Beginning Again: Stories of Movement and Migration in Appalachia

About the Book

Appalachia has been a place of movement and migration—for individuals, families, and entire communities—for centuries. Beginning Again brings together twelve narratives of refugees, migrants, and generations-long residents that explore complex journeys of resettlement. In their stories, Appalachia is not simply a monolithic region of poverty and strife, populated only by white people. It is a diverse place where belonging and connection are created despite displacement, resource extraction, and inequality.

Although resettlement is not new in the region, popular misunderstandings often perpetuate stereotypes of refugees and immigrants as a drain on resources—and rural Appalachians as backwards. Beginning Again adds to the growing body of works that counter damaging myths of the region.

Taken together, the stories collected here present a nuanced look at life in contemporary Appalachia.

Beginning Again: Stories of Movement and Migration in Appalachia
Narrators Include:

CLAUDINE, a Rwandan asylum seeker raised in refugee camps who graduated college into the chaos of COVID-19. Claudine is currently working as a social worker.

AMAL, a mother of six, who fled war-ravaged Syria with her family. She recounts the many challenges—including infested housing and unresponsive case workers—they navigated upon arrival in Appalachia.

MEKYAH, born and raised in Big Stone Gap, describes the “slow burn” of everyday racism and his efforts to organize Black Appalachian youth to stay in their communities.

CINDY, who arrived in the US from Mexico as a child with her family fleeing gang violence. As a teen she translated for her parents and community members, and she now works to connect newcomers with access to health care and other resources.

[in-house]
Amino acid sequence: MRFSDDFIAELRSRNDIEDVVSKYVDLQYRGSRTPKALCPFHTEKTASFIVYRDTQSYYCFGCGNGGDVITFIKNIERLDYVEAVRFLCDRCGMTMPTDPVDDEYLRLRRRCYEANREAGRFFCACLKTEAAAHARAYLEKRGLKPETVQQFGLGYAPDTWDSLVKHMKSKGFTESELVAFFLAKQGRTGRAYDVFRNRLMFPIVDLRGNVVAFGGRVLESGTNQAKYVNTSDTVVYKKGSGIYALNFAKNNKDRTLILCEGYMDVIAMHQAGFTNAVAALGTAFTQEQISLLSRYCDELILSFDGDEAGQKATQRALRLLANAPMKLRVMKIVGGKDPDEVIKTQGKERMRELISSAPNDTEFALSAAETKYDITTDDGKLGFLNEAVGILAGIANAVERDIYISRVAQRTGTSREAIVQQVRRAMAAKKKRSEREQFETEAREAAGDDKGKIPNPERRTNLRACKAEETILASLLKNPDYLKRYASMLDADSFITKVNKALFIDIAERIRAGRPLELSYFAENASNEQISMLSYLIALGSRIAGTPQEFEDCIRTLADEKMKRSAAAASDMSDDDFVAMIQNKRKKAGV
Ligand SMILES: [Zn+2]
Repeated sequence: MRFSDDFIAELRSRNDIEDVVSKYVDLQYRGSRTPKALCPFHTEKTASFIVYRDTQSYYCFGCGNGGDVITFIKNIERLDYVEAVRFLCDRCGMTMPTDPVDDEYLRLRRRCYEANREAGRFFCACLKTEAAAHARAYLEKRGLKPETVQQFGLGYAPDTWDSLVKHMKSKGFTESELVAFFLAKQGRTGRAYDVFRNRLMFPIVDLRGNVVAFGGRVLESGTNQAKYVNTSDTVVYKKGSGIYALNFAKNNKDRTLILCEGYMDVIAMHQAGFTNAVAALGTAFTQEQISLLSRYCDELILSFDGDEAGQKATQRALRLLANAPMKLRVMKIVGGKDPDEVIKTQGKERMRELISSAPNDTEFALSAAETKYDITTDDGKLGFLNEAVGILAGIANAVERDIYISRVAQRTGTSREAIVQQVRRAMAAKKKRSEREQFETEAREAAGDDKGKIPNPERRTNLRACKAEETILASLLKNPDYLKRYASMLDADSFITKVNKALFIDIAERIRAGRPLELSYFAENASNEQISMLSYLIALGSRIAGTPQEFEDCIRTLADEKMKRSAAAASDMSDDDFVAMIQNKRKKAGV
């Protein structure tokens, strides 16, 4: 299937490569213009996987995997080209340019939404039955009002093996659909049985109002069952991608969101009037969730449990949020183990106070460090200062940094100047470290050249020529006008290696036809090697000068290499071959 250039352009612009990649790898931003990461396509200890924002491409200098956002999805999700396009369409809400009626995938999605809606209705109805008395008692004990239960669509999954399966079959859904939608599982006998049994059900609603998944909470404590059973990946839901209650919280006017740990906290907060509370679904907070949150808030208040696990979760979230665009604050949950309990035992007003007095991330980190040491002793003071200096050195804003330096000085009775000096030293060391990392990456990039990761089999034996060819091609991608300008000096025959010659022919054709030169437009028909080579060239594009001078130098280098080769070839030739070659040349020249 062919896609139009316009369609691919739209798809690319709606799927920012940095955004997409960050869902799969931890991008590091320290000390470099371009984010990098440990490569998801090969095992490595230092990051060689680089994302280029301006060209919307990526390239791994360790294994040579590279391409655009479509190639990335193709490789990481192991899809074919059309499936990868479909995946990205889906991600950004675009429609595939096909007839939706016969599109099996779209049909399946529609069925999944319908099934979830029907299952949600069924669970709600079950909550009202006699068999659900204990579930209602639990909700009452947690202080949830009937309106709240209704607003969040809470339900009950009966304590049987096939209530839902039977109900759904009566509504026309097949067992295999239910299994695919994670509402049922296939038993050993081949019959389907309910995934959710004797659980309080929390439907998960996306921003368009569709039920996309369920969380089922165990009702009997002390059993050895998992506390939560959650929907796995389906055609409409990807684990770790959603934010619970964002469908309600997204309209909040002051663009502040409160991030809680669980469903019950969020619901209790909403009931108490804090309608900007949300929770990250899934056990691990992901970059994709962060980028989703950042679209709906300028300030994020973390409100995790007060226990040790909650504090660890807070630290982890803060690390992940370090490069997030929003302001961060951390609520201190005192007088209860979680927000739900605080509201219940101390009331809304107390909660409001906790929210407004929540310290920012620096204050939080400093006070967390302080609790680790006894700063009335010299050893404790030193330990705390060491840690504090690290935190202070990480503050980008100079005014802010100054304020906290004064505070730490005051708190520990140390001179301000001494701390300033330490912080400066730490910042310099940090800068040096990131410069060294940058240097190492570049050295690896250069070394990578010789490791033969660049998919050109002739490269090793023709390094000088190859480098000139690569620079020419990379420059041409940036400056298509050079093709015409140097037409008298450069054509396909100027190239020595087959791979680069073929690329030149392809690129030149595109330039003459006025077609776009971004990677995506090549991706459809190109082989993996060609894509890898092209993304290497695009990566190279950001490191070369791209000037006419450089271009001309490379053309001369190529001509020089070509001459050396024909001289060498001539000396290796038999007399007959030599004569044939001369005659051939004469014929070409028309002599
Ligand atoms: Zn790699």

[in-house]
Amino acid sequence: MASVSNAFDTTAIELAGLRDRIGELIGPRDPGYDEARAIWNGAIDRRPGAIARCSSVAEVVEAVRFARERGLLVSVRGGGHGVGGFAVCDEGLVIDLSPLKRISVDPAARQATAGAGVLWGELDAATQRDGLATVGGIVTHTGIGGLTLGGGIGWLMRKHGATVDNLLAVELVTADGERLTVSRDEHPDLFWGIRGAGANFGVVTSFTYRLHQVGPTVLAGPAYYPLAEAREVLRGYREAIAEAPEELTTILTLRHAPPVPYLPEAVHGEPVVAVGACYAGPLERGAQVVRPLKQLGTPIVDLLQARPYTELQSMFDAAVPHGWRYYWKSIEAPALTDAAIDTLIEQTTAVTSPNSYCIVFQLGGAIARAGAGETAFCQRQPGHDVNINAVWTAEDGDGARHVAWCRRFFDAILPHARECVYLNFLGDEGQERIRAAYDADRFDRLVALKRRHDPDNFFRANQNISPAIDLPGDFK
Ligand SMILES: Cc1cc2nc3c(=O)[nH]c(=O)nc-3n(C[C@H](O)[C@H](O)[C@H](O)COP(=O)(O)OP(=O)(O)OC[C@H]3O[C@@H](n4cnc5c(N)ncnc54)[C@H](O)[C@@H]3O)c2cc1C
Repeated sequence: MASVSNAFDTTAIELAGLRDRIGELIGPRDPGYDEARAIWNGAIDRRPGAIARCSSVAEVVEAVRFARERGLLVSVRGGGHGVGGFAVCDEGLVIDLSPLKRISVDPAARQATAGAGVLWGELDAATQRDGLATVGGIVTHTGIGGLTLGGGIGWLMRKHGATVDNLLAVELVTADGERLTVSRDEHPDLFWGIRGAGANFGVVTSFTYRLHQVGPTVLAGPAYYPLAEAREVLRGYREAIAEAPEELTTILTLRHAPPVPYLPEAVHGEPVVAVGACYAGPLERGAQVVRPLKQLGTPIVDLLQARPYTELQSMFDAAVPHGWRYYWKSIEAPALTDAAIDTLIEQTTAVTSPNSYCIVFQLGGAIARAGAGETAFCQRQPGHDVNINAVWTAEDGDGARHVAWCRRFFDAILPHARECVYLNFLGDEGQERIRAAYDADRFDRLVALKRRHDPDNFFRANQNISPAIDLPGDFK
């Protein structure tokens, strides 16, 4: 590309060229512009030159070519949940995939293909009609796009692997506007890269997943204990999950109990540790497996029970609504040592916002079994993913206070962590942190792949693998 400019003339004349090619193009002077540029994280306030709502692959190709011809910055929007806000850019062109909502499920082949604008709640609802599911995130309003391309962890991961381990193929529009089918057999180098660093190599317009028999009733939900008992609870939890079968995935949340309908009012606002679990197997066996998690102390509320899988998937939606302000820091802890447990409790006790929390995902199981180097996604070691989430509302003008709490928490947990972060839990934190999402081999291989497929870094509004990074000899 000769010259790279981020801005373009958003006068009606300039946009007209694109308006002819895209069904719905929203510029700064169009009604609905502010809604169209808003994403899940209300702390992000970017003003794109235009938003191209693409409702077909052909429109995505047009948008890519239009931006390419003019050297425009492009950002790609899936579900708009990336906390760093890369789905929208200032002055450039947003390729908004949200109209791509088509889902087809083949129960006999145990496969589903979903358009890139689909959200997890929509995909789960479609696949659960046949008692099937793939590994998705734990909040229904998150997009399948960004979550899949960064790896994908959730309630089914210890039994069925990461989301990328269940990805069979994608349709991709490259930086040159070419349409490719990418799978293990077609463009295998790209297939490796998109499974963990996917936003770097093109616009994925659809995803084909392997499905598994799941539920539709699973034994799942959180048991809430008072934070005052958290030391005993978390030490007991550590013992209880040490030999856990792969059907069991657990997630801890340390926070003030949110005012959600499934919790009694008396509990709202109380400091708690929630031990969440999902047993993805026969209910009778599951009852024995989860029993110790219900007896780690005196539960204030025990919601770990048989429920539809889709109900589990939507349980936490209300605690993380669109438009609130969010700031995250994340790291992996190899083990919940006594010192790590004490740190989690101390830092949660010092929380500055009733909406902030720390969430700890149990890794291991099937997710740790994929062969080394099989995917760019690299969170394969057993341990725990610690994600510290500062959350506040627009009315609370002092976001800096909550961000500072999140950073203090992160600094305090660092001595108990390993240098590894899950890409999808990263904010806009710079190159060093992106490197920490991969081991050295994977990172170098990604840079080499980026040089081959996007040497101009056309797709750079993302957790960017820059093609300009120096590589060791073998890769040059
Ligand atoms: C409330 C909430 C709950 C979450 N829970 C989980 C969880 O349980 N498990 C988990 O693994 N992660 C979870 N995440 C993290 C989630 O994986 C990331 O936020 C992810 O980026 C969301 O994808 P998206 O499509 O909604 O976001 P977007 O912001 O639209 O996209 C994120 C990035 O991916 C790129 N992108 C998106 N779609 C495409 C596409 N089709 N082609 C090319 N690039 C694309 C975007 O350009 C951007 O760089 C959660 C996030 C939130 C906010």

Related Resources

students at table engaged in oral history education
View the Lesson Plans
The curriculum promotes learning and critical thinking about Appalachia, as well as migration and displacement in general.
Book Club Discussion Questions
Use these questions to start a book club or conversation about the oral histories in Beginning Again.
Ms. Magazine
Cindy’s Story in Ms. Magazine
Read an excerpt from Cindy’s oral history about migrating from Mexico to Appalachia and building community.
Mekyah’s Story in LitHub
Read an excerpt from Mekyah’s oral history about his experiences growing up Black in Appalachia.
About the Editor:

Katrina M. Powell is a professor of rhetoric and writing and founding director of the Center for Refugee, Migrant, and Displacement Studies at Virginia Tech.

Praise for Beginning Again:

An invitation to those here and beyond to expand our conceptions of who exists, who belongs, and who builds a loving home within these mountains.

Rae Garringer, author and editor of Country Queers: A Love Letter

In a region historically marred by displacement and stereotypes, these poignant first-person narratives reveal a stunning, multidimensional Appalachia, a chosen home that illustrates the power of belonging.

Appalshop, an Appalachian education, media, and arts organization

This book is bringing the voices, which is to say the heart, of the great people who have chosen Appalachia as our home.

Nikki Giovanni, poet, writer, and educator; winner of the Langston Hughes Medal and the NAACP Image Award

Beginning Again broadens the understanding of who is Appalachian and reveal how many seek safety in a place that is often portrayed as toxic… The stories are an approachable calling in, asking us to reckon with the inequalities in our region, but also to hold hope that our communities will provide when political and economic systems fail.”

Lesly-Marie Buer, author of Rx Appalachia